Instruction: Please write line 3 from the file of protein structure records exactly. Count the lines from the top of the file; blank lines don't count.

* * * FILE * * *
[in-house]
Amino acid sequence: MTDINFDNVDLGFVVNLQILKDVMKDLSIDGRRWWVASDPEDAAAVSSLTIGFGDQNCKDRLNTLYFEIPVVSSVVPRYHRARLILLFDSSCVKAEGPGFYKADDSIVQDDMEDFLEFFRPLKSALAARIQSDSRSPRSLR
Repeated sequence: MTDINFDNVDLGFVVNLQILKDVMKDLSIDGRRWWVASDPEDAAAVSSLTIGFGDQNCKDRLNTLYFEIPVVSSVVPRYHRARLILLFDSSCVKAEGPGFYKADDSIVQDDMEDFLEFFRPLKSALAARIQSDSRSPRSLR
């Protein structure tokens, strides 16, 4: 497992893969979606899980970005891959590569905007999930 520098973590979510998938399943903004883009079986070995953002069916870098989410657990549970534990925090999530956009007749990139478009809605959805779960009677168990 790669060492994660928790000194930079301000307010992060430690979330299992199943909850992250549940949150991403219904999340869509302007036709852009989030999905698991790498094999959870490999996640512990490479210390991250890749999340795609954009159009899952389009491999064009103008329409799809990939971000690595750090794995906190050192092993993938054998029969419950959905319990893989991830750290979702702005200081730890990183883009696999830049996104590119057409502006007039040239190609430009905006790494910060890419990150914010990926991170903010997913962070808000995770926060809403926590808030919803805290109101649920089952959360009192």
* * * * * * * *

Repeated sequence: MTDINFDNVDLGFVVNLQILKDVMKDLSIDGRRWWVASDPEDAAAVSSLTIGFGDQNCKDRLNTLYFEIPVVSSVVPRYHRARLILLFDSSCVKAEGPGFYKADDSIVQDDMEDFLEFFRPLKSALAARIQSDSRSPRSLR